Bubsy de Bobcat has had a short and difficult life. He made his debut on 16-bit systems as a hairy mascot because every company and its neighbor thought that’s what they needed to make money. His grandiose plans to conquer the world with merchandising, games and animated series failed due to mediocre images that did not resonate with the gambling public. The now infamous Bubsy 3D has been the proverbial coffin nail in the coffin, which in some circles has earned the honour of being the worst 3D platformer of all time. Now he’s back, trying to break the curse of mediocrity with Bubsy: Paws On Fire, but you can’t teach an old dog new tricks. This cat has nine lives? Yeah, it’s a saying.

In this racing driver trying to take advantage of a craze that probably reached its peak ten years ago (poor Bubsy), you play one of four different characters. Everyone has their own game mechanics. For example, Babsie can naturally jump on enemies, reach platforms and use her traditional sliding and paw movements. Virgile has a useful double jump and can also trample the ground. Take control of The Woolie and you’ll be treated like a side-scrolling shooter, playing the role of Arnold in the bonus levels. A change of pace is indeed very welcome.

Of the four characters, Bubsy seems the least fun for some reason. It’s mainly because it slips due to a slight twist. The speed of the descent while swimming is never constant. Sometimes you float like a feather and sometimes you fall like a brick. As you can imagine, this makes time jumping almost impossible, making its level the ultimate pleasure. Virgil’s movements are much more interesting thanks to his double jumping technique and his punch on the ground that can knock down opponents with ease. The Wool levels are also a lot of fun to play, but Arnold is definitely the best in the group. I prefer a complete set of his courses, but unfortunately there aren’t many.

Bubsy: Paws on Fire has over 100 scenes in different worlds. You can play each level with three different characters to earn medals that unlock new characters. To unlock the content of the Arnold bonus, you need to find the pieces of medallion hidden in each of the characters. Wire balls are back, but they now serve as game currency that you can spend on unlocking a selection of costumes for each character.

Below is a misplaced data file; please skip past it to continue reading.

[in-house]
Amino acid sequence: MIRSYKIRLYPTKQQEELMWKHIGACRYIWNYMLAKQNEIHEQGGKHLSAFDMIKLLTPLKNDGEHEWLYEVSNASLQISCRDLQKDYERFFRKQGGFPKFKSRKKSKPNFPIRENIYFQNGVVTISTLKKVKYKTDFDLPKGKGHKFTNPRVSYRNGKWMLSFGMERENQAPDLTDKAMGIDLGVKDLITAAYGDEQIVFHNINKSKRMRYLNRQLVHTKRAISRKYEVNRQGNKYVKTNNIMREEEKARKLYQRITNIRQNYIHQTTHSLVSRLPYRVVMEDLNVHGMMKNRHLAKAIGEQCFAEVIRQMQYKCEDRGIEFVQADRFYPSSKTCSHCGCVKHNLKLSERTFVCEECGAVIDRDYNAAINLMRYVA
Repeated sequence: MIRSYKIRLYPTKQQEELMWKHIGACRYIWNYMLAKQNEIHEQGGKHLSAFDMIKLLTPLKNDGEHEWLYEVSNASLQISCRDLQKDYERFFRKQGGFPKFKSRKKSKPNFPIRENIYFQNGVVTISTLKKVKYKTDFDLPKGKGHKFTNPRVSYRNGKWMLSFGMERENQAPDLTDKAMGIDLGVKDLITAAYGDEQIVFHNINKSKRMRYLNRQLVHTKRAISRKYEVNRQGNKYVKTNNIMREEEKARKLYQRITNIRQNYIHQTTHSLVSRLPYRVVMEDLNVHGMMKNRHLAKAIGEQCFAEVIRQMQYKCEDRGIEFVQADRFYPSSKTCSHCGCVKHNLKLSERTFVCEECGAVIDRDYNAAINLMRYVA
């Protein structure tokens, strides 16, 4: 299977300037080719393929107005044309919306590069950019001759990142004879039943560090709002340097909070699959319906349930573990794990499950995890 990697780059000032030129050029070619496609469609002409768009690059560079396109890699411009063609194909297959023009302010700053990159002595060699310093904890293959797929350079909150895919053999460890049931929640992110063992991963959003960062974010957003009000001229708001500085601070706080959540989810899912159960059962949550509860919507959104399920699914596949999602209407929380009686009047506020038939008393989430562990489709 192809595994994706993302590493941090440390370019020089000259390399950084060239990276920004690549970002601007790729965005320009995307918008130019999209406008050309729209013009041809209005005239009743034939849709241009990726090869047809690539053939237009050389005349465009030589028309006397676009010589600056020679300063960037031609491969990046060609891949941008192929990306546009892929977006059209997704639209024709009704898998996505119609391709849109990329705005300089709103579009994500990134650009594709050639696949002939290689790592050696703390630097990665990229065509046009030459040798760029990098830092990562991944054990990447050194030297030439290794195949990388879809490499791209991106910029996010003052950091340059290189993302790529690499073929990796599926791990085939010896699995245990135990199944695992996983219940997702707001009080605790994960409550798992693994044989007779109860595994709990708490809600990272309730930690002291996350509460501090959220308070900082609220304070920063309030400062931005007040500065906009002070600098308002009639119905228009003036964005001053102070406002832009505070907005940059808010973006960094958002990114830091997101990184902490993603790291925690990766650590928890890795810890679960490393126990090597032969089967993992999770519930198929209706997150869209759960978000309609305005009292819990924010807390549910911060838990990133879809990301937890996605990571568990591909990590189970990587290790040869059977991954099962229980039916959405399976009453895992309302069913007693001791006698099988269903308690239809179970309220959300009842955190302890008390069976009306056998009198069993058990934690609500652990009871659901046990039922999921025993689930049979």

Other than that, there’s nothing special about this game. The gameplay and level design are very boring, especially since the game is now a car runner. Each level is set up in the same way, and enemies and obstacles do not really change the game for the most part. It’s great to play on multiple levels, but then the recurring character really affects you. In this game progress is slow and you don’t feel rewarded. The best levels in this game are the bonus levels, but even these get old after a while and no real challenge is added.

All in all, it feels like this game has stretched its empty mini-assets into a complete game. It lacks the magic spark of innovation or the surprises that are so common in A-games. Only three boss battles in the game break the monotony, but in the end it’s more like the goal of the game. Strange insertions, such as Bubsy’s opening sequence in the schoolgym, which then is not mentioned anywhere else in the game, and the first step suddenly taken in the forest, are useless. After all, Bubsy is still a dilapidated mascot who probably has to throw in the towel.

Babe: Overview of the Paws on Fire Initiative

  • Graphs – 5.5/10
  • Sound – 5/10
  • Gameplay – 5.5/10
  • Late complaint – 3,5/10


Final thoughts: MEDIOCR

Bubsy: Paws on Fire tries to turn the tide by becoming a racing driver, but unfortunately that’s not enough to break the curse of mediocrity. Nice to play the first few minutes, but soon gets old. With such a choice of better programmers on the Switch, you can have peace of mind knowing you’ve been through the game.

Jordan is a gambling fanatic who grew up in a house shaped like a shovel. Years of cheap riding have made this man the quality researcher he is today.


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